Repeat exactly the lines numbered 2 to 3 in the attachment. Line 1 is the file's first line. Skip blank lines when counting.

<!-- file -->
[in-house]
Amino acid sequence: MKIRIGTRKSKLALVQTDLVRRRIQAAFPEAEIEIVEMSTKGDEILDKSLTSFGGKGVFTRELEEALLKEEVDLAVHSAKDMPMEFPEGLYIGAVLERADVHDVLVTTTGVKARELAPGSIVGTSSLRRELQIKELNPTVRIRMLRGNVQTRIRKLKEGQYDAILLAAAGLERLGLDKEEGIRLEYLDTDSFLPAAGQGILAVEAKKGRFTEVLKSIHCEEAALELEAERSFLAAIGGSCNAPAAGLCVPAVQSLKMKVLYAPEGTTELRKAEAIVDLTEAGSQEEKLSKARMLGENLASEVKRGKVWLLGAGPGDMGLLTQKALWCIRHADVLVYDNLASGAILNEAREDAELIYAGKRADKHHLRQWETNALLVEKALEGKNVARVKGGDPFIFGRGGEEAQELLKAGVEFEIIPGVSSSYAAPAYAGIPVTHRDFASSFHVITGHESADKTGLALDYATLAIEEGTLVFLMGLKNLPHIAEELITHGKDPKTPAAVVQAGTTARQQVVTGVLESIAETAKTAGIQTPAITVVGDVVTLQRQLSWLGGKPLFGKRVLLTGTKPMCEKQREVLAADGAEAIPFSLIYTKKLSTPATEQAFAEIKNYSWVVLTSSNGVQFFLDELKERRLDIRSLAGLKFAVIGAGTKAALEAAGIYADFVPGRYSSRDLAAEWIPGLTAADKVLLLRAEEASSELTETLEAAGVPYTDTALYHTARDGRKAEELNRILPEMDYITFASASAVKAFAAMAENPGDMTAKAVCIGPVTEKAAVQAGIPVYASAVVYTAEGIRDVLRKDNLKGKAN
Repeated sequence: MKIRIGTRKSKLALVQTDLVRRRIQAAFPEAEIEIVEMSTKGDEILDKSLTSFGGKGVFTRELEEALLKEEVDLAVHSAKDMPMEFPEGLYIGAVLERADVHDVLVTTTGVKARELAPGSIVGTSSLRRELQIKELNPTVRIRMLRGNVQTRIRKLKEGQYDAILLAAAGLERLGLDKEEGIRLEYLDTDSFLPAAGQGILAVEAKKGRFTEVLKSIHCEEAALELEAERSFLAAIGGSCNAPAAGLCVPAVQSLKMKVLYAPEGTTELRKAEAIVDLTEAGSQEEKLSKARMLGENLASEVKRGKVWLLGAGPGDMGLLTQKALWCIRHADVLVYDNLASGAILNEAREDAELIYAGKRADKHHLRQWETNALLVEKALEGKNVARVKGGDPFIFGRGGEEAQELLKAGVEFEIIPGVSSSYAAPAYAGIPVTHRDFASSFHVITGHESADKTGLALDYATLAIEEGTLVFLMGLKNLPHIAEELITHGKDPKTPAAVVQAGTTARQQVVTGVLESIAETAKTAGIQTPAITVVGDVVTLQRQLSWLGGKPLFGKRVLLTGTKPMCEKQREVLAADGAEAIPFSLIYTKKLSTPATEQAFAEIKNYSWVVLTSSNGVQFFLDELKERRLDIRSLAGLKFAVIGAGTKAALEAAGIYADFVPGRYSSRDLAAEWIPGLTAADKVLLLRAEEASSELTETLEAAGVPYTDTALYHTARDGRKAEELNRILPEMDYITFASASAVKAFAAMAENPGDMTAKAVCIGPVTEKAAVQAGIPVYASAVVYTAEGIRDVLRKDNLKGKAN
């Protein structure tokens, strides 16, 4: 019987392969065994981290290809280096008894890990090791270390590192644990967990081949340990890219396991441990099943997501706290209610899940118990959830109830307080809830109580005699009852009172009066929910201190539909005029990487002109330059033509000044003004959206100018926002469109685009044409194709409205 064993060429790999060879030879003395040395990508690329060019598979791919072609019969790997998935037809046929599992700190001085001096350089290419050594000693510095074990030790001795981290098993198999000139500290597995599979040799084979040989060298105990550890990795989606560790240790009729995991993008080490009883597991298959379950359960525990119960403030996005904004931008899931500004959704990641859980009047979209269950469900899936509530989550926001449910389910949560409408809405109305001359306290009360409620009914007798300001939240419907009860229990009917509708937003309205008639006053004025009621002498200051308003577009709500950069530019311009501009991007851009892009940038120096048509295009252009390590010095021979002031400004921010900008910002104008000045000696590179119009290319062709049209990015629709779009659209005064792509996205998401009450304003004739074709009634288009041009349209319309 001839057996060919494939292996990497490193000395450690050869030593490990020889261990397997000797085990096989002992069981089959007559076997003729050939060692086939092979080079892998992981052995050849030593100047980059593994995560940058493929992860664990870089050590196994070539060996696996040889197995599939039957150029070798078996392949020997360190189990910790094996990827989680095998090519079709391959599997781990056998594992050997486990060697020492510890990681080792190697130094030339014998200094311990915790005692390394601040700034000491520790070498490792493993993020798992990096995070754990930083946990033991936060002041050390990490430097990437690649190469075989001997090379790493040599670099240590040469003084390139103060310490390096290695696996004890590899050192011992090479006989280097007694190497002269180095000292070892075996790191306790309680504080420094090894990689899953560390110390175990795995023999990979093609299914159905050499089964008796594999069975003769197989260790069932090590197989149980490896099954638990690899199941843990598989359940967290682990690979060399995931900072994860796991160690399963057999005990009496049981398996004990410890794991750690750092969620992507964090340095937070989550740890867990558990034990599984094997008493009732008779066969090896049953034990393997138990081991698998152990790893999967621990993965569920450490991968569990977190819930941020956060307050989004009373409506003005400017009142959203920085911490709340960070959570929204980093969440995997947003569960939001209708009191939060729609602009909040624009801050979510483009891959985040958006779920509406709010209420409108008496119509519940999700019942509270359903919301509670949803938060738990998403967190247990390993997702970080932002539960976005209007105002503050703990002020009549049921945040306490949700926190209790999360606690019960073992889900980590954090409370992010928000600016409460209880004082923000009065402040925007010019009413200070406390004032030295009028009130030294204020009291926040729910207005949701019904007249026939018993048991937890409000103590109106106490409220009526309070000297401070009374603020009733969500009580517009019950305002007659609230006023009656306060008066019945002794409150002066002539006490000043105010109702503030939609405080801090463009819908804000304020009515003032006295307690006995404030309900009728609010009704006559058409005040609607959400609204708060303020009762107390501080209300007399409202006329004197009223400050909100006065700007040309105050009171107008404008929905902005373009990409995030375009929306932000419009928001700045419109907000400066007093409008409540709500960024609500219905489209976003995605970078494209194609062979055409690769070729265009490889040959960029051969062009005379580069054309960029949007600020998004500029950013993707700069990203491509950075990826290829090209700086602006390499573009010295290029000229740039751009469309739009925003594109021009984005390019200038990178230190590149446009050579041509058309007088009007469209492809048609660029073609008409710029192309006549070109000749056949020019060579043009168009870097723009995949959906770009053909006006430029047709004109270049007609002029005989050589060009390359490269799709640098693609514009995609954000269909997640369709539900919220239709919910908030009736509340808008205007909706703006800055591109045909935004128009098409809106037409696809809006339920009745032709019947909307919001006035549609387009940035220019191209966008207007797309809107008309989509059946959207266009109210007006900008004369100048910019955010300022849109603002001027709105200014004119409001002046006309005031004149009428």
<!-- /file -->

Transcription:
Amino acid sequence: MKIRIGTRKSKLALVQTDLVRRRIQAAFPEAEIEIVEMSTKGDEILDKSLTSFGGKGVFTRELEEALLKEEVDLAVHSAKDMPMEFPEGLYIGAVLERADVHDVLVTTTGVKARELAPGSIVGTSSLRRELQIKELNPTVRIRMLRGNVQTRIRKLKEGQYDAILLAAAGLERLGLDKEEGIRLEYLDTDSFLPAAGQGILAVEAKKGRFTEVLKSIHCEEAALELEAERSFLAAIGGSCNAPAAGLCVPAVQSLKMKVLYAPEGTTELRKAEAIVDLTEAGSQEEKLSKARMLGENLASEVKRGKVWLLGAGPGDMGLLTQKALWCIRHADVLVYDNLASGAILNEAREDAELIYAGKRADKHHLRQWETNALLVEKALEGKNVARVKGGDPFIFGRGGEEAQELLKAGVEFEIIPGVSSSYAAPAYAGIPVTHRDFASSFHVITGHESADKTGLALDYATLAIEEGTLVFLMGLKNLPHIAEELITHGKDPKTPAAVVQAGTTARQQVVTGVLESIAETAKTAGIQTPAITVVGDVVTLQRQLSWLGGKPLFGKRVLLTGTKPMCEKQREVLAADGAEAIPFSLIYTKKLSTPATEQAFAEIKNYSWVVLTSSNGVQFFLDELKERRLDIRSLAGLKFAVIGAGTKAALEAAGIYADFVPGRYSSRDLAAEWIPGLTAADKVLLLRAEEASSELTETLEAAGVPYTDTALYHTARDGRKAEELNRILPEMDYITFASASAVKAFAAMAENPGDMTAKAVCIGPVTEKAAVQAGIPVYASAVVYTAEGIRDVLRKDNLKGKAN
Repeated sequence: MKIRIGTRKSKLALVQTDLVRRRIQAAFPEAEIEIVEMSTKGDEILDKSLTSFGGKGVFTRELEEALLKEEVDLAVHSAKDMPMEFPEGLYIGAVLERADVHDVLVTTTGVKARELAPGSIVGTSSLRRELQIKELNPTVRIRMLRGNVQTRIRKLKEGQYDAILLAAAGLERLGLDKEEGIRLEYLDTDSFLPAAGQGILAVEAKKGRFTEVLKSIHCEEAALELEAERSFLAAIGGSCNAPAAGLCVPAVQSLKMKVLYAPEGTTELRKAEAIVDLTEAGSQEEKLSKARMLGENLASEVKRGKVWLLGAGPGDMGLLTQKALWCIRHADVLVYDNLASGAILNEAREDAELIYAGKRADKHHLRQWETNALLVEKALEGKNVARVKGGDPFIFGRGGEEAQELLKAGVEFEIIPGVSSSYAAPAYAGIPVTHRDFASSFHVITGHESADKTGLALDYATLAIEEGTLVFLMGLKNLPHIAEELITHGKDPKTPAAVVQAGTTARQQVVTGVLESIAETAKTAGIQTPAITVVGDVVTLQRQLSWLGGKPLFGKRVLLTGTKPMCEKQREVLAADGAEAIPFSLIYTKKLSTPATEQAFAEIKNYSWVVLTSSNGVQFFLDELKERRLDIRSLAGLKFAVIGAGTKAALEAAGIYADFVPGRYSSRDLAAEWIPGLTAADKVLLLRAEEASSELTETLEAAGVPYTDTALYHTARDGRKAEELNRILPEMDYITFASASAVKAFAAMAENPGDMTAKAVCIGPVTEKAAVQAGIPVYASAVVYTAEGIRDVLRKDNLKGKAN